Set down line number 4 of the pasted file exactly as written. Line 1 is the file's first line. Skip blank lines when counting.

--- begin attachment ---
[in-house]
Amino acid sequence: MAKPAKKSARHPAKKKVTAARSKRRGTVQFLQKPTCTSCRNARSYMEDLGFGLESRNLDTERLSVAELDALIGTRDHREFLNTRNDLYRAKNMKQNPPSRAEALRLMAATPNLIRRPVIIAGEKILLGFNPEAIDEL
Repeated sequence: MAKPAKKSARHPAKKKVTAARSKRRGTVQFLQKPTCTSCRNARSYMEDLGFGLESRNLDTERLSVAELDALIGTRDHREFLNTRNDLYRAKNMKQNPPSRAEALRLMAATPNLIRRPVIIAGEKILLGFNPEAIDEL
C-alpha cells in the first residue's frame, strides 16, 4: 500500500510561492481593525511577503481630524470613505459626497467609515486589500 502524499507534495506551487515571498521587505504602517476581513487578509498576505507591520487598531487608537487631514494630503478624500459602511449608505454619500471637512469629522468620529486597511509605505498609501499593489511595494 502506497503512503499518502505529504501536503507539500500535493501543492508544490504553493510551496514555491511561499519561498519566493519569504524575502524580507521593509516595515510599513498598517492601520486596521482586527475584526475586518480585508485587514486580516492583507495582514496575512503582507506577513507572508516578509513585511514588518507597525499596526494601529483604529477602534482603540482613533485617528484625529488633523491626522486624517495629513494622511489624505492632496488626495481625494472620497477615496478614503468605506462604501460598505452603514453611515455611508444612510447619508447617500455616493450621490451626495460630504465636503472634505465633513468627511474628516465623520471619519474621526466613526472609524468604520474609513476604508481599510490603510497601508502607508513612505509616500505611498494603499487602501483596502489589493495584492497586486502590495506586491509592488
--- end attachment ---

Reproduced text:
C-alpha cells in the first residue's frame, strides 16, 4: 500500500510561492481593525511577503481630524470613505459626497467609515486589500 502524499507534495506551487515571498521587505504602517476581513487578509498576505507591520487598531487608537487631514494630503478624500459602511449608505454619500471637512469629522468620529486597511509605505498609501499593489511595494 502506497503512503499518502505529504501536503507539500500535493501543492508544490504553493510551496514555491511561499519561498519566493519569504524575502524580507521593509516595515510599513498598517492601520486596521482586527475584526475586518480585508485587514486580516492583507495582514496575512503582507506577513507572508516578509513585511514588518507597525499596526494601529483604529477602534482603540482613533485617528484625529488633523491626522486624517495629513494622511489624505492632496488626495481625494472620497477615496478614503468605506462604501460598505452603514453611515455611508444612510447619508447617500455616493450621490451626495460630504465636503472634505465633513468627511474628516465623520471619519474621526466613526472609524468604520474609513476604508481599510490603510497601508502607508513612505509616500505611498494603499487602501483596502489589493495584492497586486502590495506586491509592488